When you start analyzing a Linux memory dump using volatility, the first problem you may need to face is choosing the correct memory profile.

In my opinion, the best practice is generate your own profile, using a machine with the same configuration of the target (when available) or (if possible) directly on the target machine (obviously after forensic acquisitions).

A Linux Profile is essentially a zip file with information on the kernel's data structures and debug symbols, used by Volatility to locate critical information and how to parse it once found.

Profile creation is a simple process, and consist of few steps:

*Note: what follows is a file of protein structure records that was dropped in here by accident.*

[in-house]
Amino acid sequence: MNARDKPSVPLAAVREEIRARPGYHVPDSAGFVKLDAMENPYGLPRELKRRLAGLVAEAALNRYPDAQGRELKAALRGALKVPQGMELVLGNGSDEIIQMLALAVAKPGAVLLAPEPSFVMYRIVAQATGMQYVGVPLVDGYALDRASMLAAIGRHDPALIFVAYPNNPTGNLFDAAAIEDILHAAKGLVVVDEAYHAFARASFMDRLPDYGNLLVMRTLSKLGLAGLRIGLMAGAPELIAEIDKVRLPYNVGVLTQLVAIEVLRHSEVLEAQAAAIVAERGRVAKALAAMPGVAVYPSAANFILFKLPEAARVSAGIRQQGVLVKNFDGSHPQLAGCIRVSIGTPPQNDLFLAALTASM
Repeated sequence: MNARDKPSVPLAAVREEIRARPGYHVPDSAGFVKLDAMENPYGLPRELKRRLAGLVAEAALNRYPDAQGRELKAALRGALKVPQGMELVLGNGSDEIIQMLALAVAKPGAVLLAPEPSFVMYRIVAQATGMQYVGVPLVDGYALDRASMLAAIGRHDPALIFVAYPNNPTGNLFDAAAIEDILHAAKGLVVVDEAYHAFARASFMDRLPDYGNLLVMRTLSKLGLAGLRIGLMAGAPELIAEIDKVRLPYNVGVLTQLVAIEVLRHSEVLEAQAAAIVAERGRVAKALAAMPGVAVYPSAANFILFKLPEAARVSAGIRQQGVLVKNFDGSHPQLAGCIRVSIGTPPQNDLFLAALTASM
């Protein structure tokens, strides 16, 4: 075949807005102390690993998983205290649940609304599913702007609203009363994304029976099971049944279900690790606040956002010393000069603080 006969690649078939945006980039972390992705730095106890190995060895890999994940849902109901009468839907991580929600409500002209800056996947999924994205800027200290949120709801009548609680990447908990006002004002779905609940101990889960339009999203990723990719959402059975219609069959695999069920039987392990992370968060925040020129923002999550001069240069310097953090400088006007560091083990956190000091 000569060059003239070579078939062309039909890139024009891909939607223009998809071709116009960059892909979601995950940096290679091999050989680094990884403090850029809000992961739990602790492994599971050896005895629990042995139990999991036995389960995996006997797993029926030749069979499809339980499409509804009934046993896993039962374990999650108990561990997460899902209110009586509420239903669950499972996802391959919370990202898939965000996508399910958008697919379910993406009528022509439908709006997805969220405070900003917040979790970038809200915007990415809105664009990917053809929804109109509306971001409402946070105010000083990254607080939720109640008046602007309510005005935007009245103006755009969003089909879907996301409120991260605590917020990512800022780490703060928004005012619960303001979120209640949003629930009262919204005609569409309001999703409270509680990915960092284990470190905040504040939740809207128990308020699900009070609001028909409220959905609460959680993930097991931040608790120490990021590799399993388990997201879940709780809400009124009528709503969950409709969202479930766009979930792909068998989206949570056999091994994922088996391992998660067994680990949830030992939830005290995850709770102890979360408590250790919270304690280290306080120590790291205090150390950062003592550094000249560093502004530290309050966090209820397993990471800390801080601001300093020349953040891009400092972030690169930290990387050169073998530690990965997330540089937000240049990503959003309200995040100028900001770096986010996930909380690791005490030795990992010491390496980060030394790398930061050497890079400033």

Get an updated copy of Volatility:

git clone https://github.com/volatilityfoundation/volatility.git

Create module.dwarf (the kernel's data structures), using the specific tool provided from volatility framework:

$ cd volatility/tools/linux 
$ make 

Make a zip containing module.dwarf and debug symbols in System.map of the running kernel:

zip $(lsb_release -i -s)_$(uname -r)_profile.zip ./volatility/tools/linux/module.dwarf /boot/System.map-$(uname -r)

Finally, copy the zip file into volatility plugin path on your forensic workstation, usually on volatility/volatility/plugins/overlays/linux

andrea@Lucille:~/tmp/volatility$ ./vol.py --info | grep Debian
 Volatility Foundation Volatility Framework 2.6.1
 LinuxDebian_4_9_0-8-amd64_profilex64 - A Profile for Linux Debian_4.9.0-8-amd64_profile x64

Obviously, the whole process may be wrapped in a simple bash script: